prior occasions acted as appraisers for insurance companies . . . does not disqualify them.”).
There is simply nothing in the record indicating that CSU “‘has engaged in outrageous
conduct’ . . . [that] was ‘driven by evil motives or by an indifference to its insureds’ rights.’”
Cox, 637 F. App’x at 907 (quoting Bult, 183 S.W.3d at 186).
The Court acknowledges that Arcadia has sought (and been denied) the opportunity to
take discovery on its bad-faith claims. Most recently, Arcadia’s counsel submitted an affidavit
pursuant to Federal Rule of Civil Procedure 56(d) seeking “an extension of time to conduct
discovery before” the Court considers CSU’s motion for summary judgment. (D.N. 117-1,
PageID # 1718) Judge Whalin found the affidavit inadequate, noting that in the Sixth Circuit, “a
motion under Rule 56(d) may be properly denied where the requesting party ‘makes only general
and conclusory statements  regarding the need for more discovery.’” (D.N. 123, PageID #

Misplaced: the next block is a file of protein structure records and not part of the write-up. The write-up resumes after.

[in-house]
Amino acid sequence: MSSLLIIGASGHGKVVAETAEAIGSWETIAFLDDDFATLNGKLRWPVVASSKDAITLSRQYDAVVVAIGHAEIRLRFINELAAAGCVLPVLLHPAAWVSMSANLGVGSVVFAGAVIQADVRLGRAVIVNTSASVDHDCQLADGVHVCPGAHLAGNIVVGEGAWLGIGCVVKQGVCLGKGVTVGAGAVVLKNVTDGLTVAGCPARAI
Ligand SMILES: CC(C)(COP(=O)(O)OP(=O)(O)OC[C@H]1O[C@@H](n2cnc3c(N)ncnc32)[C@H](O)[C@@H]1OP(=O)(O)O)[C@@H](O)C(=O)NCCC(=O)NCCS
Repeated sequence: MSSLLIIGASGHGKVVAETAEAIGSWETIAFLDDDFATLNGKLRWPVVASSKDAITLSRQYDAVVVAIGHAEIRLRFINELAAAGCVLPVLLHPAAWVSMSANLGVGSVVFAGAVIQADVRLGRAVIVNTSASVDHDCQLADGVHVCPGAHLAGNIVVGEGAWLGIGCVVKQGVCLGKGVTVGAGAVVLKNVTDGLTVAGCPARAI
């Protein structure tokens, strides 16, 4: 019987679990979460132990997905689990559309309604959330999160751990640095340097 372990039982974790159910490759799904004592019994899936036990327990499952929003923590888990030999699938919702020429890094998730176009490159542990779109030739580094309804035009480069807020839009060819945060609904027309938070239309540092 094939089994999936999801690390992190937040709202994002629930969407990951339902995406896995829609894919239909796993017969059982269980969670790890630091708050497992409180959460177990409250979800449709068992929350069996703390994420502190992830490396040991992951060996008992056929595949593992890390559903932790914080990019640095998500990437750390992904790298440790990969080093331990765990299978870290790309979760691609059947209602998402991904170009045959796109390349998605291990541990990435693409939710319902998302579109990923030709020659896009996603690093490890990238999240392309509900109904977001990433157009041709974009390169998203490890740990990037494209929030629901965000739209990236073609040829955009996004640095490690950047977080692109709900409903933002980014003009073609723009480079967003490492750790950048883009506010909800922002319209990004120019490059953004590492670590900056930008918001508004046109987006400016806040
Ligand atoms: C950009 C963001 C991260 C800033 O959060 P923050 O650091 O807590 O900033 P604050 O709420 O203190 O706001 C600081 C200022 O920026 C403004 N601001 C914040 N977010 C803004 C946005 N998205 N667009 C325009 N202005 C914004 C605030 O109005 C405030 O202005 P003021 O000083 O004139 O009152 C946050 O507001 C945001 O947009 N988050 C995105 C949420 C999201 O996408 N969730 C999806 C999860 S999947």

1751 (alteration in original) (quoting Ball v. Union Carbide Corp., 385 F.3d 713, 720 (6th Cir.
2004))) Because the affidavit “offer[ed] only a vague explanation of what [Arcadia] hopes to
uncover if additional discovery is permitted” and the Court’s prior questioning of Turley
resolved the issue of his alleged relationship with CSU, Judge Whalin denied Arcadia’s Rule
56(d) request. (D.N. 123, PageID # 1751-54) The Court fully agrees with Judge Whalin’s
conclusion—in nearly four years of litigation, Arcadia has uncovered nothing to justify a further
Throughout countless briefs, Arcadia has alluded to nefarious actions and intent on
CSU’s part. (See, e.g., D.N. 23; D.N. 76; D.N. 82; D.N. 116) Ultimately, however, the record
contains no proof supporting these allegations, and Arcadia has not shown that any is likely to be
(See D.N. 117-1; D.N. 123)
Summary judgment on Arcadia’s remaining
counterclaims is therefore appropriate. Accordingly, and the Court being otherwise sufficiently
advised, it is hereby
ORDERED as follows:
CSU’s motion for summary judgment (D.N. 111) is GRANTED.
Arcadia’s motion for leave to file a surreply (D.N. 121) is DENIED.
A separate judgment will be entered this date.
November 9, 2017
David J. Hale, Judge
United States District Court